The publisher: lying, foolish and indispensable

In a small moment of perfect synchronicity, the once-famous publishing imprint of Victor Gollancz will produce only science fiction.
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The Independent Online

This news has come in the very same week that two high-profile British authors, Fay Weldon and Frederick Forsyth, have opted to reach their readers directly through the internet. The idea, Forsyth has said, is to cut out the middleman.

This news has come in the very same week that two high-profile British authors, Fay Weldon and Frederick Forsyth, have opted to reach their readers directly through the internet. The idea, Forsyth has said, is to cut out the middleman.

Gollancz, publisher of George Orwell, Ford Madox Ford, Kingsley Amis's Lucky Jim, Updike's Rabbit, Run and many others, was a middleman of the old order, and not too many people will be surprised that the list bearing his name will now cease to be a major player in the market-led book business of today. Like many other independent publishing houses that built their reputation in the middle of the 20th century, Gollancz was swallowed up by a large conglomerate and reduced to the status of an imprint that provided an impression of seriousness and a declining turnover.

No doubt, there will be sad mutterings from traditionalists. A business that feeds unhealthily on its own myths, publishing tends to look back to a long-lost golden age dominated by titans of flair, ego and brilliance - Gollancz, Fredric Warburg, Michael Joseph, Allen Lane of Penguin, and then André Deutsch, George Weidenfeld, Billy Collins and Tom Maschler.

In fact, while those men may have belonged to smarter clubs than their editorial counterparts today, there is little evidence that they were more high-minded or intelligent. Certainly, many of them were not over-scrupulous in their dealings with authors. In one of his letters, Philip Larkin complained that "whereas Mr Watt, my agent, and Mr Faber, my publisher, have Daimlers and country cottages now and for evermore, I, the author, without whom they would be nothing but a heap of desiccated dogshit, haven't a Daimler nor a country cottage now, and as far as I can see, never will have." VS Naipaul described publishers as "common, lying, low class and foolish".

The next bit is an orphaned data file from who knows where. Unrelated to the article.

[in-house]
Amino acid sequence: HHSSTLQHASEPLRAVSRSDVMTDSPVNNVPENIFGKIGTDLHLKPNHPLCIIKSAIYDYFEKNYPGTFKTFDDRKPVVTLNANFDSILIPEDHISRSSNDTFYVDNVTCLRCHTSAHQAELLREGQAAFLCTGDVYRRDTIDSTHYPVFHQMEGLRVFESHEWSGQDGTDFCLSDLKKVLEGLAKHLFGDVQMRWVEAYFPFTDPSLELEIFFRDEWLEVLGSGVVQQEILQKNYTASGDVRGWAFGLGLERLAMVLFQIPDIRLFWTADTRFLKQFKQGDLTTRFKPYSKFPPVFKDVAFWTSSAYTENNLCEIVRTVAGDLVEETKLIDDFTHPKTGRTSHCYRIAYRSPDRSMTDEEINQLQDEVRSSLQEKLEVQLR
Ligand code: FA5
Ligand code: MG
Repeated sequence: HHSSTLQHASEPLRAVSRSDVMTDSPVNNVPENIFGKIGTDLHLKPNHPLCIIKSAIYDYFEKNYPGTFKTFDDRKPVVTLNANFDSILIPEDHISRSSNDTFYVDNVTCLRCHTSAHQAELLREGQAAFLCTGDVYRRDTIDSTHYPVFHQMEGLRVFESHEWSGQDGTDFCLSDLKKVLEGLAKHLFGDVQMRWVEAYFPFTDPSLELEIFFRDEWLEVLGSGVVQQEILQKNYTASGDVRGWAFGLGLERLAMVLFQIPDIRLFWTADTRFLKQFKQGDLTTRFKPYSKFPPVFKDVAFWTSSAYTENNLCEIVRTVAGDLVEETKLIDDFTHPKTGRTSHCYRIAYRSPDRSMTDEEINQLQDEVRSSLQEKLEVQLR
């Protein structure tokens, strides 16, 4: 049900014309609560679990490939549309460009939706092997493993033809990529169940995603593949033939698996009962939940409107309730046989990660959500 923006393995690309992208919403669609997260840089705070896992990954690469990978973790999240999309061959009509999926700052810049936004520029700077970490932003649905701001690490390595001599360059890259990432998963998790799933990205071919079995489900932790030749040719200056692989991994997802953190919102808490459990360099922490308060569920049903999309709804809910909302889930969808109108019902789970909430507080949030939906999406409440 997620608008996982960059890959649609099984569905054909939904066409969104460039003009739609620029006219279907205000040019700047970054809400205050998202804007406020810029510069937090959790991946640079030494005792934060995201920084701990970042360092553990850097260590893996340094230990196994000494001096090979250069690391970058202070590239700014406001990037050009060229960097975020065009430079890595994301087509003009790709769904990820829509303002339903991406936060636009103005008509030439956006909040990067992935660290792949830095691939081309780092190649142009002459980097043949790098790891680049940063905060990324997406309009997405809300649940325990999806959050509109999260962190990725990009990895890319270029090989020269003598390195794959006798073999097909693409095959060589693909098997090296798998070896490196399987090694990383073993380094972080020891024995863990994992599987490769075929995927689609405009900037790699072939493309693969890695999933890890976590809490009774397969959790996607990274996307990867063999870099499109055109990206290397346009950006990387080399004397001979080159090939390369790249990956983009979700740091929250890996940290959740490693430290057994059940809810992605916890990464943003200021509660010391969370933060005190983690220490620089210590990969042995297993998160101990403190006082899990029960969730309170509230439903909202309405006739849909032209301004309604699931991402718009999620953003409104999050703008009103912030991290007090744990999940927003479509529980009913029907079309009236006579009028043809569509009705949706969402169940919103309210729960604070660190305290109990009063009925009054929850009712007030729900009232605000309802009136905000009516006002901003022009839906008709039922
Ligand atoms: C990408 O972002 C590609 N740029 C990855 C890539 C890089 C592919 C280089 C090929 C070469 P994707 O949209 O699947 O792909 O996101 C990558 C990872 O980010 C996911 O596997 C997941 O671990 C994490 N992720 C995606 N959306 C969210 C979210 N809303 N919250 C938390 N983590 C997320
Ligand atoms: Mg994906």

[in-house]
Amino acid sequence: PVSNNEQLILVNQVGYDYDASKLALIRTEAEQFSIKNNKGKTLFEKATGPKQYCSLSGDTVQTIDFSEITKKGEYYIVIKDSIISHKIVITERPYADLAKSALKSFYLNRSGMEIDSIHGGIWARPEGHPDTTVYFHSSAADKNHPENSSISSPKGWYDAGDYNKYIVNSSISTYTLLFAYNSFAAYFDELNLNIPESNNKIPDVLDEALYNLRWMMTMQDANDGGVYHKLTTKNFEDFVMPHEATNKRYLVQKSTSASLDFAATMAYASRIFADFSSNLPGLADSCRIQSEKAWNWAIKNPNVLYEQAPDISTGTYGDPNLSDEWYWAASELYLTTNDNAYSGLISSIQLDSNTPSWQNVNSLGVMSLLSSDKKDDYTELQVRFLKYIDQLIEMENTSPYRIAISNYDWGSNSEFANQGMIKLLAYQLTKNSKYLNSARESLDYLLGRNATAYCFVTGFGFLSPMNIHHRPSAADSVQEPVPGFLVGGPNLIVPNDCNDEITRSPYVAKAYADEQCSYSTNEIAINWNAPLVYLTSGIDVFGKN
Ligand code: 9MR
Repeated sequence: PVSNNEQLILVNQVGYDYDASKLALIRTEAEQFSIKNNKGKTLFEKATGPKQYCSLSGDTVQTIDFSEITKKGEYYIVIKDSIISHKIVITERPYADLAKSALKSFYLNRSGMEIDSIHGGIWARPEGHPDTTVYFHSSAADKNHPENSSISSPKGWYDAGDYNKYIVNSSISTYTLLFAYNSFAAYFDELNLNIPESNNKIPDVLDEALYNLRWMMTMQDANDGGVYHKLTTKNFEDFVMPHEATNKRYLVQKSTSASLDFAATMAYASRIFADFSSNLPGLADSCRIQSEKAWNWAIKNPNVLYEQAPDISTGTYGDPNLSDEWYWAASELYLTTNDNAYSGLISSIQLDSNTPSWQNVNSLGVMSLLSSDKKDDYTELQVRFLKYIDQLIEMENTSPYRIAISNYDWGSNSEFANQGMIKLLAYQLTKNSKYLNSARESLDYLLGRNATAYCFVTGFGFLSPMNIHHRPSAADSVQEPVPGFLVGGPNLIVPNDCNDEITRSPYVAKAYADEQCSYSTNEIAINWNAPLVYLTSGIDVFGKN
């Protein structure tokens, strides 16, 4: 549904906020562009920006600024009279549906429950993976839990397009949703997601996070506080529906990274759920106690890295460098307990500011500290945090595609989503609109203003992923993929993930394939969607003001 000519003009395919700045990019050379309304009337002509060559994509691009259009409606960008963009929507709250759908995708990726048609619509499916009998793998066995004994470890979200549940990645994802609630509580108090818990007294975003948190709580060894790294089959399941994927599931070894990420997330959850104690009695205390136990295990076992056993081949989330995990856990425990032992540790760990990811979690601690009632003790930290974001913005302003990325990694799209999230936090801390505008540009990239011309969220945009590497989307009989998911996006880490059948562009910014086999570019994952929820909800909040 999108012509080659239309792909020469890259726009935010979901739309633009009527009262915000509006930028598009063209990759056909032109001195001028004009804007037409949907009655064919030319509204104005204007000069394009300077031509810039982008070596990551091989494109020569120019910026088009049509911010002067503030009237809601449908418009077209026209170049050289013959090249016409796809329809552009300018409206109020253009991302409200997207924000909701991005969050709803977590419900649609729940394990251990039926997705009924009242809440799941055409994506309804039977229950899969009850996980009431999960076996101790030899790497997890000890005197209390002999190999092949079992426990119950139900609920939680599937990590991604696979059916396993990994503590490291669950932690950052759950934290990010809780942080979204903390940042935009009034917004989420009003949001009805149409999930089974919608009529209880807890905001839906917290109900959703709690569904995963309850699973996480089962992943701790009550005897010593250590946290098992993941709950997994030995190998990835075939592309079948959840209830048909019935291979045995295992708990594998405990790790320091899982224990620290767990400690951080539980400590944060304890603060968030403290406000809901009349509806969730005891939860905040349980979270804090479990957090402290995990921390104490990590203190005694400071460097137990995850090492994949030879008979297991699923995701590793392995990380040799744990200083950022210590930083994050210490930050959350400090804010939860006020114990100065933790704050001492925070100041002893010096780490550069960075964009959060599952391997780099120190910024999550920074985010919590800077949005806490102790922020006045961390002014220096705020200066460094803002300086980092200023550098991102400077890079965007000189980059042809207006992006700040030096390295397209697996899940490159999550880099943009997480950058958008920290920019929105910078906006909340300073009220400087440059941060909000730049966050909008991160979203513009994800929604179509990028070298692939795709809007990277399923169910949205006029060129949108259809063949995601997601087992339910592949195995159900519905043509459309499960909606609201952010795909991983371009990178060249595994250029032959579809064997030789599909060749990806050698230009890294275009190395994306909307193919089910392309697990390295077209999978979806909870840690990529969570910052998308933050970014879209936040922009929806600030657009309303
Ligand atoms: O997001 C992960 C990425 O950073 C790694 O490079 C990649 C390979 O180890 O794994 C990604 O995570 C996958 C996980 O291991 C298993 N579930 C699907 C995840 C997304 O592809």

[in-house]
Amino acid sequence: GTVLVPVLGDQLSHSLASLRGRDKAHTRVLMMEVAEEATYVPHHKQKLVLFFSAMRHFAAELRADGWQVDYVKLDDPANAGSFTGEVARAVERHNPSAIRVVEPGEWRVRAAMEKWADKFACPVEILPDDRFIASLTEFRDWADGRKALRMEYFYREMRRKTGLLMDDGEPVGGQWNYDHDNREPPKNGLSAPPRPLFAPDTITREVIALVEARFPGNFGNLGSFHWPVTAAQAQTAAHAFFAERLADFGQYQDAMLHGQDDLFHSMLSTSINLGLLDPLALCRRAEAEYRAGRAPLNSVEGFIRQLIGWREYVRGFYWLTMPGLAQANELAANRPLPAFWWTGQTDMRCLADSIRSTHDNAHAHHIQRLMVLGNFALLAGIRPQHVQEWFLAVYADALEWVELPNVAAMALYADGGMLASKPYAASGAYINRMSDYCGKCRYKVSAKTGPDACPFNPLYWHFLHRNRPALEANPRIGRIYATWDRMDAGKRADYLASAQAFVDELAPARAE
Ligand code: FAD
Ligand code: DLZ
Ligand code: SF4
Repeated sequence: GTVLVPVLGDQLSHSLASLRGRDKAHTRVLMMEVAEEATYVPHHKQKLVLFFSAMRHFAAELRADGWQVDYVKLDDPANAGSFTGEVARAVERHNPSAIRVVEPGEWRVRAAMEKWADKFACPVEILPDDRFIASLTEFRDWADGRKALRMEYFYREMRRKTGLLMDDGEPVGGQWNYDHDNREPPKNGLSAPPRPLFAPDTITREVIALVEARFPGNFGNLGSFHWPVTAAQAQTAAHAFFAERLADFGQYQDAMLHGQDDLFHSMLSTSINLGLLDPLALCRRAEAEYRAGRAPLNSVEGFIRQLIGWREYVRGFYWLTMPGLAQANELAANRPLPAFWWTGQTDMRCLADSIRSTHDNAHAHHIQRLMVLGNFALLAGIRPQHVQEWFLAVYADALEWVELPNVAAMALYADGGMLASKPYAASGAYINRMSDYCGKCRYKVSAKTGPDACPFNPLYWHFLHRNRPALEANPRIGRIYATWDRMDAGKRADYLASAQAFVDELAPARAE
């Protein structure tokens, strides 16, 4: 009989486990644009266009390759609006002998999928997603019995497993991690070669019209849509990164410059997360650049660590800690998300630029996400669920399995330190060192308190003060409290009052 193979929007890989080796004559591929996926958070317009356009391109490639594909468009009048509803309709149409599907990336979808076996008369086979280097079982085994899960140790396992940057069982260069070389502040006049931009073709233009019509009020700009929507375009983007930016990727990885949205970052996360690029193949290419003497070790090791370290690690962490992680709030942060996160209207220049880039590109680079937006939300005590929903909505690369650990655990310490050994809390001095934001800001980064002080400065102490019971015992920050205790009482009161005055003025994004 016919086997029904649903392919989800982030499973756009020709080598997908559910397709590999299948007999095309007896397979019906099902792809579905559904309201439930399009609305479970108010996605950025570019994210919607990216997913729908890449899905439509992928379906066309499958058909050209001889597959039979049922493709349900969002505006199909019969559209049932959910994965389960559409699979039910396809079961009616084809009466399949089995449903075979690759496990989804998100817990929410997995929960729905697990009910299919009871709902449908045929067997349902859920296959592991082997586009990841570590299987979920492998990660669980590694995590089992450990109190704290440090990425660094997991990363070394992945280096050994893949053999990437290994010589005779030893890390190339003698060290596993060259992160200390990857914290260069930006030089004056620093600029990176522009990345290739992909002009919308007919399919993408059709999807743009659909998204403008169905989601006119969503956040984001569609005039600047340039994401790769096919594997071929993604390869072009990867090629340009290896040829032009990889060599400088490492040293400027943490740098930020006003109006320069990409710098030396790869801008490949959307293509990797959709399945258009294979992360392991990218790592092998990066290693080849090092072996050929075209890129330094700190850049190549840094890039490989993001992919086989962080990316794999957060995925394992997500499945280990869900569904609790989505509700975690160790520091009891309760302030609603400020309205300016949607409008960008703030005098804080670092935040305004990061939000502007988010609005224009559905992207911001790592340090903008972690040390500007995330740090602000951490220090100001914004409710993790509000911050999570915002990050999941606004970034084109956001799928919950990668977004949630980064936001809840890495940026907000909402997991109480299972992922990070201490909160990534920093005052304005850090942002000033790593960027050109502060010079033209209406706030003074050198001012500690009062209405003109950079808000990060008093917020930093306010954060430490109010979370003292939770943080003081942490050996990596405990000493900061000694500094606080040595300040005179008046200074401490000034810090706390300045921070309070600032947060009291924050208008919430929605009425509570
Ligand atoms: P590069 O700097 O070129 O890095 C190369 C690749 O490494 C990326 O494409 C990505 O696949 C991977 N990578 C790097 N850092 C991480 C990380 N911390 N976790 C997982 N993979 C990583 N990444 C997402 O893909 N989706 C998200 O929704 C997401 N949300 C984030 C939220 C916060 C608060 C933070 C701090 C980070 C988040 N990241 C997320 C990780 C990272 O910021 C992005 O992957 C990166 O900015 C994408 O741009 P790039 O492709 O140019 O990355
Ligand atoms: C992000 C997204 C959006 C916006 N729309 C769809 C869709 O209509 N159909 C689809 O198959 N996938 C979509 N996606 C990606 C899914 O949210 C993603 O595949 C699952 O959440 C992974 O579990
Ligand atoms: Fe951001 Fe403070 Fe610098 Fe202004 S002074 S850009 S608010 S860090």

Yet, in one sense, the old-codger view of publishing history has validity. Those men represented a time when editorial judgement mattered above all else, when books and literary careers were launched and supported by the enthusiasm and faith of an individual. Today's authors are at the mercy of marketing types in publishing and book chains, who see an editorial view of the text as something to be considered after computer records have been consulted and publicity angles assessed. The result is the increasingly hysterical and short-term approach to book production.

Independent publishers are a threatened species. The highly successful Fourth Estate tumbled willingly into bed with Rupert Murdoch's HarperCollins earlier this year. André Deutsch, a list that once boasted such names as Mailer, Updike, Vidal and Naipaul, is being flogged off by the Kingfisher group.

Things get bigger, it might be said. The corner-shop gives way to Tesco, and there is no point in blubbing about it. Instead of high-profile editor-publishers of the Gollancz school, the new stars of the literary firmament are shrewd marketing types, powerful literary agents, bestselling authors who are able to cut out publishers altogether and sell directly to the public.

But what of the long-term effects of this new, streamlined arrangement? If Frederick Forsyth looked back to the days when he first start writing fiction, he might recall that his first novel, The Day of the Jackal, was widely rejected as breaking all the generally accepted rules of thriller fiction. The person whose faith and energy launched Forsyth's career was called Harold Harris, and he was an editor - or, to put it another way, a middleman.

terblacker@aol.com

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